Introduction to Sociology Exam 1 Review
Introduction to Sociology Exam 1 Review SOCI 1311, 001
Popular in INTRODUCTION TO SOCIOLOGY
SOCI 1311, 001
verified elite notetaker
Popular in Sociology
SOCI 1311 - 004
verified elite notetaker
This 20 page Study Guide was uploaded by Skylar Hertel on Sunday September 18, 2016. The Study Guide belongs to SOCI 1311, 001 at University of Texas at Arlington taught by Jason E Shelton in Fall 2016. Since its upload, it has received 263 views. For similar materials see INTRODUCTION TO SOCIOLOGY in Sociology at University of Texas at Arlington.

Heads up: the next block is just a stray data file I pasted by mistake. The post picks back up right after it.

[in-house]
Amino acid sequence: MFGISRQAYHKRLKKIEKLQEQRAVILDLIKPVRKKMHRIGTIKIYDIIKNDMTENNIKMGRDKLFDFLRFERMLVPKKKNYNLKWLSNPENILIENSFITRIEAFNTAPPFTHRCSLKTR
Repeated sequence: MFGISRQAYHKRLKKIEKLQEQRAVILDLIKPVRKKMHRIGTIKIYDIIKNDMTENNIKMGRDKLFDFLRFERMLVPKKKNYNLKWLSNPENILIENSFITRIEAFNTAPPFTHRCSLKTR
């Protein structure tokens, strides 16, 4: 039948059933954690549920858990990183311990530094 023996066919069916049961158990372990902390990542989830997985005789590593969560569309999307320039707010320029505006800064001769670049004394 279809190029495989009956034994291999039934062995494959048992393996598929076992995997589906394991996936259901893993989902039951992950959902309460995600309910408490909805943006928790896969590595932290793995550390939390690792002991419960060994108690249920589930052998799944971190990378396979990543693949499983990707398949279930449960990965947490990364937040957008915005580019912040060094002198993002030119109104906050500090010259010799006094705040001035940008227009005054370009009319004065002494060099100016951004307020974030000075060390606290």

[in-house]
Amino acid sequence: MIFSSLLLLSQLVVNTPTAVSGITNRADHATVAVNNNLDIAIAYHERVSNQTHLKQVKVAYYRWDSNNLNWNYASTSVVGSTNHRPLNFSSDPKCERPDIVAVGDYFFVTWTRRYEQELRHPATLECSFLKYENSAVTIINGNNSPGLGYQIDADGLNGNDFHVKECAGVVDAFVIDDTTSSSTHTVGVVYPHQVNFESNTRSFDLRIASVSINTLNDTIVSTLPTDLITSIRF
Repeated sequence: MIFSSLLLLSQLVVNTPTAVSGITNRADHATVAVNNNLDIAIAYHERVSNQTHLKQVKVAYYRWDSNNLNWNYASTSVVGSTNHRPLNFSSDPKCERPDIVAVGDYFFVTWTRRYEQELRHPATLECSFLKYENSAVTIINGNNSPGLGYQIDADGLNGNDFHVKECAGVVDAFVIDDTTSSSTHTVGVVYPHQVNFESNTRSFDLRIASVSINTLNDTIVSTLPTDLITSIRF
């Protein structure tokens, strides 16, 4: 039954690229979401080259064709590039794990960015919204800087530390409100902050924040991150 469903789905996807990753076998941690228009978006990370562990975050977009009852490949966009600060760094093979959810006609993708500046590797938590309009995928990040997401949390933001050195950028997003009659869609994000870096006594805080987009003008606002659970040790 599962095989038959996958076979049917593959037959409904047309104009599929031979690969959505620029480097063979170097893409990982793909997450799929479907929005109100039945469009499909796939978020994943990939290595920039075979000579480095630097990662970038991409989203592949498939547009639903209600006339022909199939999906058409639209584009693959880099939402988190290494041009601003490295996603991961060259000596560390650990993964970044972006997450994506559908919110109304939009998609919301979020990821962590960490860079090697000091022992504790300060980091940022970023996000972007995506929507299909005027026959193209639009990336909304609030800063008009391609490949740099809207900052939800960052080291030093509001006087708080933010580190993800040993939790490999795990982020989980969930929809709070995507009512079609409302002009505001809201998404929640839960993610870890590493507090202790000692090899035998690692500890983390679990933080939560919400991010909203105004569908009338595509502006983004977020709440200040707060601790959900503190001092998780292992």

Reviews for Introduction to Sociology Exam 1 Review
Report this Material
What is Karma?
Karma is the currency of StudySoup.
You can buy or earn more Karma at anytime and redeem it for class notes, study guides, flashcards, and more!
Date Created: 09/18/16